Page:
After nearly a century of probing the nature of tiny, ephemeral objects called excitons, researchers finally managed to image the structure, hinting at the true location of an electron. The findings could eventually help physicists create new states of matter or new quantum technologies.
Excitons occur inside semiconductors and other materials like insulators. When a semiconductor absorbs photons, or particles of light, it causes electrons to jump to higher energy levels, leaving positively charged holes in their place. The electrons and the holes orbit one another, forming an exciton — essentially the entire regime of an electron and the hole. Because of the election has a negative charge and the hole a positive charge, the exciton itself is neutral. The excitons are momentary, as the electrons almost always snap right back into their holes. When the electrons fall back in, they emit a photon.
“Scientists first discovered excitons around 90 years ago,” said co-author Keshav Dani, the head of the Femtosecond Spectroscopy Unit at the Okinawa Institute of Science and Technology, in a university press release. “But up until very recently, one could generally access only the optical signatures of excitons — for example, the light emitted by an exciton when extinguished. Other aspects of their nature, such as their momentum, and how the electron and the hole orbit each other, could only be described theoretically.”
Because electrons act as both particles and waves, their location and momentum cannot be pinpointed simultaneously. The “probability cloud” of an exciton — the sphere of influence it constitutes — is the best indicator of where the electron may lie around the hole.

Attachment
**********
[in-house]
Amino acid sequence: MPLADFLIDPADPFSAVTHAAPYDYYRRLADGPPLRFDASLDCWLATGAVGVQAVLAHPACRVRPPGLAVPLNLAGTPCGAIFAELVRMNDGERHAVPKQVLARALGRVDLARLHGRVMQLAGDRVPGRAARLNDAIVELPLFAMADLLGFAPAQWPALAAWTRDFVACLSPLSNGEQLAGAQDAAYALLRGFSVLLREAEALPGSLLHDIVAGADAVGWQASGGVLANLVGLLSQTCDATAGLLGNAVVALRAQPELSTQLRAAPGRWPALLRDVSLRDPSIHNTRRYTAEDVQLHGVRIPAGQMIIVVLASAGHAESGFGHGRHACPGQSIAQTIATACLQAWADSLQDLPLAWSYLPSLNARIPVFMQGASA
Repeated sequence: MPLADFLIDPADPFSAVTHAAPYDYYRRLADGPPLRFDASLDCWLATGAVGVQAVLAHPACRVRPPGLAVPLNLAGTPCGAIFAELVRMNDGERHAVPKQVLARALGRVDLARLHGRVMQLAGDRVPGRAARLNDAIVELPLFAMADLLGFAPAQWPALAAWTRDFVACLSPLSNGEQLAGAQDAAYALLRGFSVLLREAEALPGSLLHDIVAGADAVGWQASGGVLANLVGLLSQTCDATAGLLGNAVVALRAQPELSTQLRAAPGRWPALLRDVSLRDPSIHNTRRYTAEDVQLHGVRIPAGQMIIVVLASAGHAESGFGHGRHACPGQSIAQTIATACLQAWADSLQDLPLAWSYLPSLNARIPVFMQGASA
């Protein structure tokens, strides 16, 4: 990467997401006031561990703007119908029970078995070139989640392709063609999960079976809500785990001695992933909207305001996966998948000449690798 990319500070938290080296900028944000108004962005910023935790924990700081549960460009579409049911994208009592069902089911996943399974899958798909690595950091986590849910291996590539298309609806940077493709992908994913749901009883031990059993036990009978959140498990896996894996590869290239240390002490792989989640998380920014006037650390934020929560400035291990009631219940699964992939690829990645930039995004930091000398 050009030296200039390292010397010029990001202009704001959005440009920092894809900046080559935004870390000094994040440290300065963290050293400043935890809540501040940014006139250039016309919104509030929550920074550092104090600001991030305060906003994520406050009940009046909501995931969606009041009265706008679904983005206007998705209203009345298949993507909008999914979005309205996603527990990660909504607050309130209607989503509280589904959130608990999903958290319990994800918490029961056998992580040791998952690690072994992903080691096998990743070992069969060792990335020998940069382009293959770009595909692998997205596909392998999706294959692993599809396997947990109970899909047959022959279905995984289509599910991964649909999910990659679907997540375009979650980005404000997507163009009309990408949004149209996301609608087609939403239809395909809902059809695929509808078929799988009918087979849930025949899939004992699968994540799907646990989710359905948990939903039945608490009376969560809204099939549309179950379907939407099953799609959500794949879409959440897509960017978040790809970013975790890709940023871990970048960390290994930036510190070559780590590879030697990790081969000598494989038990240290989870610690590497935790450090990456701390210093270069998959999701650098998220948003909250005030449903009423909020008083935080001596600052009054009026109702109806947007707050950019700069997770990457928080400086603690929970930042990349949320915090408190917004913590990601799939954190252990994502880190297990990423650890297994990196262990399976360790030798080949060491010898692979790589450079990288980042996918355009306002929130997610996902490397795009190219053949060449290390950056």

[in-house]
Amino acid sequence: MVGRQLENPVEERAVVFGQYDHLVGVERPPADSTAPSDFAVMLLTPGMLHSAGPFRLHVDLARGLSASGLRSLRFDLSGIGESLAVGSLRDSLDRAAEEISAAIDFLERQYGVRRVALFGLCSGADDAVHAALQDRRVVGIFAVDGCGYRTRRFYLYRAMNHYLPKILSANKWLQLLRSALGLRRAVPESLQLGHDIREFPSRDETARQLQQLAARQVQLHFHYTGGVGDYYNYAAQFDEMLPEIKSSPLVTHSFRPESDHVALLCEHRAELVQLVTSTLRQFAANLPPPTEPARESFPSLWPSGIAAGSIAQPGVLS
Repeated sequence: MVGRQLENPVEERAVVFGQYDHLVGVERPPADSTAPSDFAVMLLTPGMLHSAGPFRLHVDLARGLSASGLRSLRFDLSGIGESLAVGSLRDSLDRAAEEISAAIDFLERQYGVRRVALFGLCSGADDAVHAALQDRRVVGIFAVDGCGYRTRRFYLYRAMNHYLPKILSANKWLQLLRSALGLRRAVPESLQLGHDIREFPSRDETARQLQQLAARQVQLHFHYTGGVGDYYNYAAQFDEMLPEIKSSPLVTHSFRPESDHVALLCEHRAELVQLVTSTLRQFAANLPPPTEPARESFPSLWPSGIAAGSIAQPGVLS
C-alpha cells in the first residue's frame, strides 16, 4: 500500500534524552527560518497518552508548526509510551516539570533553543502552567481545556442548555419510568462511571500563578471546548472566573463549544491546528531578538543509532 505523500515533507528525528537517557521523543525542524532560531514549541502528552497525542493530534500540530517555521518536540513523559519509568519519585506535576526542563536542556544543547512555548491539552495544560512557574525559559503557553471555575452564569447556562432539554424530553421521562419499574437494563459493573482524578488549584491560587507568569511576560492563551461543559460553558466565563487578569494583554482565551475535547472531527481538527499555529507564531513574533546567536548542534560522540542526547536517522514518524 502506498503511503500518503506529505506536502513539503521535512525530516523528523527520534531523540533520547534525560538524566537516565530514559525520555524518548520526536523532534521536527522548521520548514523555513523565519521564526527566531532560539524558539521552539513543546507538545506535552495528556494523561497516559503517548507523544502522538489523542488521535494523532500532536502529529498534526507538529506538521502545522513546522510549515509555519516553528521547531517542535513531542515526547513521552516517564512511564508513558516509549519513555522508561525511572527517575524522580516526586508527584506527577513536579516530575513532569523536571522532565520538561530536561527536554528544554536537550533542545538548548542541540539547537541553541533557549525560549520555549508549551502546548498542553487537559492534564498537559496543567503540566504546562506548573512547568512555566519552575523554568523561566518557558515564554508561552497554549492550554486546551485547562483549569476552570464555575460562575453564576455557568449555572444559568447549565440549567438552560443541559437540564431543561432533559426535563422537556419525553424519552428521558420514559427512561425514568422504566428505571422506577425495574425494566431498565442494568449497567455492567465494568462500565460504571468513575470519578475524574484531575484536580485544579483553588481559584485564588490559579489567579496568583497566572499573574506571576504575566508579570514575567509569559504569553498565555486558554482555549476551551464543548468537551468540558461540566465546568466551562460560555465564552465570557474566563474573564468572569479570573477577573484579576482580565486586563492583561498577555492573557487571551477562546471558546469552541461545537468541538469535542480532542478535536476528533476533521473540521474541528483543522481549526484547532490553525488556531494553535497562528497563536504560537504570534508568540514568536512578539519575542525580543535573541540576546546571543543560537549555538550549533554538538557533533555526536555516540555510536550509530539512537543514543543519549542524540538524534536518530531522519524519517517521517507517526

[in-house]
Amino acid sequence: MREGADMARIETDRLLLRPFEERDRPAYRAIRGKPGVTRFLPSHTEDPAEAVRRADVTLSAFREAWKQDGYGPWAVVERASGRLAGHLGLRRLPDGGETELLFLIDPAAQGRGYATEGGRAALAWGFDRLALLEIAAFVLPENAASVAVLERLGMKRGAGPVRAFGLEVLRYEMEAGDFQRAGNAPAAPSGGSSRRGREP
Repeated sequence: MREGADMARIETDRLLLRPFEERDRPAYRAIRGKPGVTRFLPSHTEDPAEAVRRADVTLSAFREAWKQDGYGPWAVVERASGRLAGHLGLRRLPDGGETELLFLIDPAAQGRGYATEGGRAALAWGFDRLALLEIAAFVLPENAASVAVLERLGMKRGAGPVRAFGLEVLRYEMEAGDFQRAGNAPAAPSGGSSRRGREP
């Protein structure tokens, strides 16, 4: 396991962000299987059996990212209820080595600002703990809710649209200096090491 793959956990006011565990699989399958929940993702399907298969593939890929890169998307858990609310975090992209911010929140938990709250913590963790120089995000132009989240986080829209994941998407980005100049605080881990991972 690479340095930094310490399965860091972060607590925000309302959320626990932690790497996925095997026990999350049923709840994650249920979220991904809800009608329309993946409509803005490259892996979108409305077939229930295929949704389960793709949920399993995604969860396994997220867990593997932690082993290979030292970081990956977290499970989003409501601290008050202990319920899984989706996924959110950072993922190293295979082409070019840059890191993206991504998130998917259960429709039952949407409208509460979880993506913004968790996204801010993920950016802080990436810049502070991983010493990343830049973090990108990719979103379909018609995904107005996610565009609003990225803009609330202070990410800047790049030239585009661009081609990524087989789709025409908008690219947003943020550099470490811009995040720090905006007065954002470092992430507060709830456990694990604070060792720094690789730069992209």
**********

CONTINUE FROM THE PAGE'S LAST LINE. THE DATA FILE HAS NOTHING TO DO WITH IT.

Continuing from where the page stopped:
The researchers were trying to map the excitons’ wave functions, which would directly define the shape and size of the structure. The work comes on the heels of recent research by the same team, which described a method for detecting exciton momentum. For the current work, published today in the journal Science Advances, the team shot light from a laser at a semiconductor, catalyzing the absorption of photons. The semiconductor was extremely slim — a two-dimensional wafer of matter only a few atoms thick.
When the excitons formed, the team then broke them apart with high-energy photons, blasting the electrons away. They used an electron microscope to map the exit of the electrons.
“The technique has some similarities to the collider experiments of high-energy physics, where particles are smashed together with intense amounts of energy, breaking them open,” Dani said. “Here, we are doing something similar — we are using extreme ultraviolet light photons to break apart excitons and measuring the trajectories of the electrons to picture what’s inside.”
By measuring how the electrons left the semiconductor, the researchers could piece together the locations, shapes, and sizes of the excitons. The image at the top of this article looks a bit like the Sun in a clear sky, but it’s depicting the probability cloud of the exciton; in other words, the spaces where the electron is most likely flitting about the hole it left behind.
“This work is an important advancement in the field,” said lead author Julien Madeo, a staff scientist in the OIST Femtosecond Spectroscopy Unit, in the OIST release. “Being able to visualise the internal orbits of particles as they form larger composite particles could allow us to understand, measure and ultimately control the composite particles in unprecedented ways. This could allow us to create new quantum states of matter and technology based on these concepts.”
What is a bullseye on a honeycomb backdrop to you and I is a boon to scientists eager to learn more about the quantum physics at play in semiconductors, perhaps improving the designs of such technologies in the future. Now nearly a century since the first prediction of the exciton in 1931, we’ve come closer to depicting how the subatomic structure actually manifests. The observations still must occur in very cold states, though that temperature was raised a couple years ago. The newly described excitations bring us to a more complete understanding of these quantum mechanics — and more developments will surely unfold by the time the exciton reaches its centennial.